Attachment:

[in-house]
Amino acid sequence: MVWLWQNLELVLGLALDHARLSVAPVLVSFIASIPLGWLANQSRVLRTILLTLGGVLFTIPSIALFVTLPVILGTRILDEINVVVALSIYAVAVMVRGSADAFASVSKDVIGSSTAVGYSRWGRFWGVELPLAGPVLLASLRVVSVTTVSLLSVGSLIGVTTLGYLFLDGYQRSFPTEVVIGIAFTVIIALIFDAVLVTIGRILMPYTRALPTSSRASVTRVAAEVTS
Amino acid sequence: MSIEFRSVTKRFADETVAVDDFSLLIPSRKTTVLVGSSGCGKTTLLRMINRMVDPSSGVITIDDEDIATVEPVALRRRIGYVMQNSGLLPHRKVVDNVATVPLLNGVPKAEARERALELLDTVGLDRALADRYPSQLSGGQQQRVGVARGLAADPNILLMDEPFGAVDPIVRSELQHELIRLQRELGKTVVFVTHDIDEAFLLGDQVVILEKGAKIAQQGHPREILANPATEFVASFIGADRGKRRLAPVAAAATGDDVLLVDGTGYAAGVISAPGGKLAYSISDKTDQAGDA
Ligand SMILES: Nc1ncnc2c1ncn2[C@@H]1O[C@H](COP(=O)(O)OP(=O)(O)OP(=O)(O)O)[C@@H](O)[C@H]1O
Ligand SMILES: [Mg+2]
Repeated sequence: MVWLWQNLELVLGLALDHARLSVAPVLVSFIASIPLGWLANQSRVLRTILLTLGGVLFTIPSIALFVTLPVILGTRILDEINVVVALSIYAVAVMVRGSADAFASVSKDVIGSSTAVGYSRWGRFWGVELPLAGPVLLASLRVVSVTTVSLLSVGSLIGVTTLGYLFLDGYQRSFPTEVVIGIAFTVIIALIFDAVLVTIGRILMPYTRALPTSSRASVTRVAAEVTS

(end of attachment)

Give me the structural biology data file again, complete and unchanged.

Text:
[in-house]
Amino acid sequence: MVWLWQNLELVLGLALDHARLSVAPVLVSFIASIPLGWLANQSRVLRTILLTLGGVLFTIPSIALFVTLPVILGTRILDEINVVVALSIYAVAVMVRGSADAFASVSKDVIGSSTAVGYSRWGRFWGVELPLAGPVLLASLRVVSVTTVSLLSVGSLIGVTTLGYLFLDGYQRSFPTEVVIGIAFTVIIALIFDAVLVTIGRILMPYTRALPTSSRASVTRVAAEVTS
Amino acid sequence: MSIEFRSVTKRFADETVAVDDFSLLIPSRKTTVLVGSSGCGKTTLLRMINRMVDPSSGVITIDDEDIATVEPVALRRRIGYVMQNSGLLPHRKVVDNVATVPLLNGVPKAEARERALELLDTVGLDRALADRYPSQLSGGQQQRVGVARGLAADPNILLMDEPFGAVDPIVRSELQHELIRLQRELGKTVVFVTHDIDEAFLLGDQVVILEKGAKIAQQGHPREILANPATEFVASFIGADRGKRRLAPVAAAATGDDVLLVDGTGYAAGVISAPGGKLAYSISDKTDQAGDA
Ligand SMILES: Nc1ncnc2c1ncn2[C@@H]1O[C@H](COP(=O)(O)OP(=O)(O)OP(=O)(O)O)[C@@H](O)[C@H]1O
Ligand SMILES: [Mg+2]
Repeated sequence: MVWLWQNLELVLGLALDHARLSVAPVLVSFIASIPLGWLANQSRVLRTILLTLGGVLFTIPSIALFVTLPVILGTRILDEINVVVALSIYAVAVMVRGSADAFASVSKDVIGSSTAVGYSRWGRFWGVELPLAGPVLLASLRVVSVTTVSLLSVGSLIGVTTLGYLFLDGYQRSFPTEVVIGIAFTVIIALIFDAVLVTIGRILMPYTRALPTSSRASVTRVAAEVTS